What to keep in mind: The serving size provides the foundation for the rest of the nutrition label — and this is where it can get tricky. “People underestimate serving sizes,” states Kopp. “Unless you’re counting the actual number of crackers or using measuring utensils or food scales, you’re probably eating more than one serving.” Kopp recommends measuring your foods and drinks for a few weeks until you feel confident estimating portions.

2. Calories

“Calories are a measurement of the energy a food or drink provides,” explains Kopp.

Nutrition labels are based on a 2,000-calorie daily diet. But calorie needs vary greatly depending on a person’s age, sex at birth, height, weight and activity level. Because many Americans these days are watching calories to lose weight or maintain a healthy weight, you’ll see the calories highlighted in BIG BOLD PRINT at the top of the nutrition label.

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What to keep in mind: A product’s serving size affects its calorie count. “Let’s say there are three servings in a package of cookies. If you eat the whole package, you’ve eaten three times the number of calories listed on the nutrition label,” says Kopp. In general, a food with about 100 calories per serving is a moderately caloric food that fits into a healthy diet. Try to avoid or limit high-calorie foods that have 400 or more calories per serving.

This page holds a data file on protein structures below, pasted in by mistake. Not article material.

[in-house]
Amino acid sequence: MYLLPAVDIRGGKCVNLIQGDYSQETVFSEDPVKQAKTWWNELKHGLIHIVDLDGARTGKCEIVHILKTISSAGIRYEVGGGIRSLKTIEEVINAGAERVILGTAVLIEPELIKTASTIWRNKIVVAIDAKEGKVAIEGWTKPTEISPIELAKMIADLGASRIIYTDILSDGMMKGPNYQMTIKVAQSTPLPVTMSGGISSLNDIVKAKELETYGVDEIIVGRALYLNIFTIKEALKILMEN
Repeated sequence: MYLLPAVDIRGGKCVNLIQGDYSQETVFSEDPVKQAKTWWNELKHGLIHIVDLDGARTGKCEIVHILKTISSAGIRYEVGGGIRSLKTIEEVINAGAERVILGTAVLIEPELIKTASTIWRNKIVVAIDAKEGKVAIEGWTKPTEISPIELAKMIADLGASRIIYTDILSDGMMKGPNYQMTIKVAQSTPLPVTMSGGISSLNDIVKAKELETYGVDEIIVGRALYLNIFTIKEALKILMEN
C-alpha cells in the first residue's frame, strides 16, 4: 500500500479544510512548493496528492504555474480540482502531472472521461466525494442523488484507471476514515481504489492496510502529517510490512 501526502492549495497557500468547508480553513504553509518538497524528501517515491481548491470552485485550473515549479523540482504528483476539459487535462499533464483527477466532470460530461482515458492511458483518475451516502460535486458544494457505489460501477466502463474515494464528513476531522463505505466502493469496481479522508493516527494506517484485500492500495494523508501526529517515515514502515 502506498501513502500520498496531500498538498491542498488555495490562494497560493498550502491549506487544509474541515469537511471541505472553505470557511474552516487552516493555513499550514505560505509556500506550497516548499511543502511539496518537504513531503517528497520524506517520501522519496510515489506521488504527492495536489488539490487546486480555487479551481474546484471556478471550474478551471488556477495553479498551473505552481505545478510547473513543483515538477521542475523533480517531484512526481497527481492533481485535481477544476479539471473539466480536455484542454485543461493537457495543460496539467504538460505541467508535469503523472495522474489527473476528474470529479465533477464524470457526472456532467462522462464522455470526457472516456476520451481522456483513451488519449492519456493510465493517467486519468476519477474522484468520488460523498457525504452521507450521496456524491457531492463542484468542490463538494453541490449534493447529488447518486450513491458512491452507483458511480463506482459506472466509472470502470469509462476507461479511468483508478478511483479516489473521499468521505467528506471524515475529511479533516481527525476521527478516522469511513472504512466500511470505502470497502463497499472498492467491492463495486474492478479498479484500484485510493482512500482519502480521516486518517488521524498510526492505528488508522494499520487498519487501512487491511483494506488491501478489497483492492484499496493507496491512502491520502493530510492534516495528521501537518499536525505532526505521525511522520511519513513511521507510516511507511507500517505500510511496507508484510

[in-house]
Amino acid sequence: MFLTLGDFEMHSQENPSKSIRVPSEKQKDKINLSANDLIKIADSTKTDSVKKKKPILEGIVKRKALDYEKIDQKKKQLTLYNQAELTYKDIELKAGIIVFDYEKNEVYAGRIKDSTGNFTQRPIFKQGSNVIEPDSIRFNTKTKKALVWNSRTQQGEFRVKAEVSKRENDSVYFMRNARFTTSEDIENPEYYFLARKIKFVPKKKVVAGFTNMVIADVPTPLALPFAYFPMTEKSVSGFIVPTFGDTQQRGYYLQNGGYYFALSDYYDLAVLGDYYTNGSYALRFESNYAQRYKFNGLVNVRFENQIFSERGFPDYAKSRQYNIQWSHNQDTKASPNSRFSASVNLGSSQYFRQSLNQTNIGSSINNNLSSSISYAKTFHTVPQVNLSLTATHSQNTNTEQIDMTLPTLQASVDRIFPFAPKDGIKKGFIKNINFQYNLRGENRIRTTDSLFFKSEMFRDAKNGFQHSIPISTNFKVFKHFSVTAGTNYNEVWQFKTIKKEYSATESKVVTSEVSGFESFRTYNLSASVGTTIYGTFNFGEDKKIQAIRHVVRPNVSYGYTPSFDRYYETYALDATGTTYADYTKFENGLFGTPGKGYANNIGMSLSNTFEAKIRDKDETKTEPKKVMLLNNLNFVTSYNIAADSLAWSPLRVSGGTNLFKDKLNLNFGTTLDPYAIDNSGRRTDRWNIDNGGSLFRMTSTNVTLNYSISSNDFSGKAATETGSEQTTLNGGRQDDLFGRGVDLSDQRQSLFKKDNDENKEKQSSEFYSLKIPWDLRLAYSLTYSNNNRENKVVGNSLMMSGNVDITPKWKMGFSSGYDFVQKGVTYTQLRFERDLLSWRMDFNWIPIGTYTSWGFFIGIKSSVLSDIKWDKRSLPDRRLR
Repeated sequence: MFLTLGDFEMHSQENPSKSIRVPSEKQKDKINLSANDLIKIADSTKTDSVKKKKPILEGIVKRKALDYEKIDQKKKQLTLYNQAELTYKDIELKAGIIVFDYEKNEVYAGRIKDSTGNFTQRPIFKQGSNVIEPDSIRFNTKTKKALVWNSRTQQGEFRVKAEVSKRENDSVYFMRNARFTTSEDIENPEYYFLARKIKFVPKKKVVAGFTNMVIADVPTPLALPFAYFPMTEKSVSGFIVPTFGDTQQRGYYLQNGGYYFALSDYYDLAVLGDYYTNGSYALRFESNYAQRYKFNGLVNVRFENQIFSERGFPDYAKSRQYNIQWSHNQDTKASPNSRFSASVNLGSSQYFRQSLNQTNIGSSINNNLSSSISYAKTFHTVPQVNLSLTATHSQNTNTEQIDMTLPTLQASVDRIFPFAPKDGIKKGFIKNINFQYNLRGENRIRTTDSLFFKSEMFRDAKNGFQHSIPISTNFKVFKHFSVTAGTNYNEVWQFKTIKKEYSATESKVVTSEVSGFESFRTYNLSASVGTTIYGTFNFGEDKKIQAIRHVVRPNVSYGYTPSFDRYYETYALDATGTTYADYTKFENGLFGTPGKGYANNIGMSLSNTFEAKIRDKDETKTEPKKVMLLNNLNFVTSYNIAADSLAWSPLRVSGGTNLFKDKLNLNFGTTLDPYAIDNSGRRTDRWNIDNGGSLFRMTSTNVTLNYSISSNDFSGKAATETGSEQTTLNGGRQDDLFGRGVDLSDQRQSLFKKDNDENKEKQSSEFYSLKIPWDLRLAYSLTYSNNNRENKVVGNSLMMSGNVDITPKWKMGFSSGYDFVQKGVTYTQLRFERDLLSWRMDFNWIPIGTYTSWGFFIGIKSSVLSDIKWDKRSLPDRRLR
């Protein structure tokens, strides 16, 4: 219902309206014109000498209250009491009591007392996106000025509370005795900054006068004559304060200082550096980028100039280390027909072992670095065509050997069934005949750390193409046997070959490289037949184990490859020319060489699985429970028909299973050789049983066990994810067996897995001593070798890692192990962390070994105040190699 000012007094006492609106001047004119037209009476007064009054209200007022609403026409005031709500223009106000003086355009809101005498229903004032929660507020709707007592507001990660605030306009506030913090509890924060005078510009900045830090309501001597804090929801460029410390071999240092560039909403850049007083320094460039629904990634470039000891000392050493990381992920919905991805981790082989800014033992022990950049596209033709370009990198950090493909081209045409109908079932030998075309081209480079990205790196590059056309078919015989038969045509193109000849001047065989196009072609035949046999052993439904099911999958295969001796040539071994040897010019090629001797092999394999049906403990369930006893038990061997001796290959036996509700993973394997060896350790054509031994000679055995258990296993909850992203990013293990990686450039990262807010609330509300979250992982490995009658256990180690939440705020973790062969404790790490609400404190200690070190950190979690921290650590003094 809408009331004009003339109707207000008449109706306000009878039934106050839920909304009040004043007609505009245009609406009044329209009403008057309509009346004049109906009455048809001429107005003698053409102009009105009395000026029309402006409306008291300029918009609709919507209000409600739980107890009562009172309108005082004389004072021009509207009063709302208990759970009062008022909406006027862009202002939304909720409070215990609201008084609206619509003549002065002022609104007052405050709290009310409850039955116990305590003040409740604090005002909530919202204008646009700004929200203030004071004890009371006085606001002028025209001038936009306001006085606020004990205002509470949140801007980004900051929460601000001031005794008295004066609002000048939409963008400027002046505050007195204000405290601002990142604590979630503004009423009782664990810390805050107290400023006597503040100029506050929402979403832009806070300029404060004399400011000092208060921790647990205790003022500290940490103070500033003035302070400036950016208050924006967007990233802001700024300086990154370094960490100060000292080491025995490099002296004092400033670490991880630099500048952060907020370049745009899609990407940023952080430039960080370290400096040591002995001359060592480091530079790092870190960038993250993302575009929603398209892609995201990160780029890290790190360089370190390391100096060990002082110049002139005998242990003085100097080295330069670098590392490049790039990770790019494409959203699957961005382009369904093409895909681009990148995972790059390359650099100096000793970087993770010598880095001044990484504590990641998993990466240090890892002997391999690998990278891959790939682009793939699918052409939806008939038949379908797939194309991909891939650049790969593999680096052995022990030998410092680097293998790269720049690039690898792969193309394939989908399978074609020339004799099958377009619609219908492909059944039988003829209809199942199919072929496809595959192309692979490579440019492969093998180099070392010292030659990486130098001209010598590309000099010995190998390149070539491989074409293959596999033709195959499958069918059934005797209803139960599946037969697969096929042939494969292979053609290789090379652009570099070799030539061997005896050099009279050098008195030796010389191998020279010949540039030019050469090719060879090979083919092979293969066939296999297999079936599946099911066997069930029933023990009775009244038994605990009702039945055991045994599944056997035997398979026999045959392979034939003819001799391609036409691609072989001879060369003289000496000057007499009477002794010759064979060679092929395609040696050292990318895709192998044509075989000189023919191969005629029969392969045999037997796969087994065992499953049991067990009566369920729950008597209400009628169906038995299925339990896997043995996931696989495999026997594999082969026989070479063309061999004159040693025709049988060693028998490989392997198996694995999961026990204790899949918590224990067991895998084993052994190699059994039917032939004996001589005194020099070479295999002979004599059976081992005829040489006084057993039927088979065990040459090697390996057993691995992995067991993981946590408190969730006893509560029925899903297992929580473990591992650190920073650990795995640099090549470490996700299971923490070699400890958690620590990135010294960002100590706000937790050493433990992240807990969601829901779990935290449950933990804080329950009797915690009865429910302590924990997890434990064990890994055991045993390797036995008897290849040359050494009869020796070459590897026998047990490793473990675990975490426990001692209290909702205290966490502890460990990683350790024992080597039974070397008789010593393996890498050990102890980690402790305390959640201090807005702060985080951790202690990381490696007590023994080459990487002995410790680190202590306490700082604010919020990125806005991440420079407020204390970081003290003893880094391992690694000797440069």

3. Nutrients: fats, carbohydrates and proteins

Fats, carbohydrates and proteins are the three main macronutrients in foods and drinks. They give you energy, build muscles and help absorb vitamins.

What to keep in mind: Certain types of fats and carbohydrates are healthier than others. Here’s what to pay attention to, for each of the above:

Fat

“Focus on the amount of saturated fat in a food rather than the amount of total fat,” advises Kopp.

That’s because a diet high in saturated fats can contribute to heart disease. Saturated fats occur naturally in meat and dairy products. They’re also in coconut oil, palm oil, certain snacks and baked and fried foods. People following a 2,000-calorie daily diet shouldn’t eat more than 20 grams of saturated fat per day.

Carbohydrates

The nutrition label breaks down carbohydrates, or “carbs,” into dietary fiber, total sugar and added sugar.